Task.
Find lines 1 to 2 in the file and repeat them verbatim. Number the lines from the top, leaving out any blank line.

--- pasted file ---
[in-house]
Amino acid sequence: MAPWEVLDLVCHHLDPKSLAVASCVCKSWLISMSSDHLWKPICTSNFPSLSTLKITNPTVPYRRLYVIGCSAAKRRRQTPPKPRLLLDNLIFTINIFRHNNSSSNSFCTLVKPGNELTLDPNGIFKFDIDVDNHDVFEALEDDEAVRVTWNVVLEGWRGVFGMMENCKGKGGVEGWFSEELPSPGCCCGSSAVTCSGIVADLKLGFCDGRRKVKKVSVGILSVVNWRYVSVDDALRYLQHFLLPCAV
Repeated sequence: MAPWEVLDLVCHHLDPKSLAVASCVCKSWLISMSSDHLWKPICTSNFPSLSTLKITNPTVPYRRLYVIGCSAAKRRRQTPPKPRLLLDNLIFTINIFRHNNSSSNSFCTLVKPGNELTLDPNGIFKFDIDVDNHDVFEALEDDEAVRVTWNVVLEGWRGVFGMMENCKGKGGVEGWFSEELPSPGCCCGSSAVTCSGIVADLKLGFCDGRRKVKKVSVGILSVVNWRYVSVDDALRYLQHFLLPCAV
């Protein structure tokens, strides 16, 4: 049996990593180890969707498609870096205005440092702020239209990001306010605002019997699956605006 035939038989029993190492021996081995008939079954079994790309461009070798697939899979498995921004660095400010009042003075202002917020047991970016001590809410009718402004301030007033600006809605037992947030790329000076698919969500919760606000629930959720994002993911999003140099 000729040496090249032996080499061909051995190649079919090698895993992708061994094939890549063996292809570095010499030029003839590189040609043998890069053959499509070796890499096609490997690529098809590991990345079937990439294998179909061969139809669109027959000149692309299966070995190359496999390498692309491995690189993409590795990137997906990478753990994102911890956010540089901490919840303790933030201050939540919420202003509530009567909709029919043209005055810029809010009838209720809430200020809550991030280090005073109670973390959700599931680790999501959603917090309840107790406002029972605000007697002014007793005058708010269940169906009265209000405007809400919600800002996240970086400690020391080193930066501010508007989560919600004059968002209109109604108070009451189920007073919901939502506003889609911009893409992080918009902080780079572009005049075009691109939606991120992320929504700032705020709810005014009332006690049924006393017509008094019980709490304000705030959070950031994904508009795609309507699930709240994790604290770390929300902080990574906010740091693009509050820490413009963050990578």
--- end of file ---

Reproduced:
[in-house]
Amino acid sequence: MAPWEVLDLVCHHLDPKSLAVASCVCKSWLISMSSDHLWKPICTSNFPSLSTLKITNPTVPYRRLYVIGCSAAKRRRQTPPKPRLLLDNLIFTINIFRHNNSSSNSFCTLVKPGNELTLDPNGIFKFDIDVDNHDVFEALEDDEAVRVTWNVVLEGWRGVFGMMENCKGKGGVEGWFSEELPSPGCCCGSSAVTCSGIVADLKLGFCDGRRKVKKVSVGILSVVNWRYVSVDDALRYLQHFLLPCAV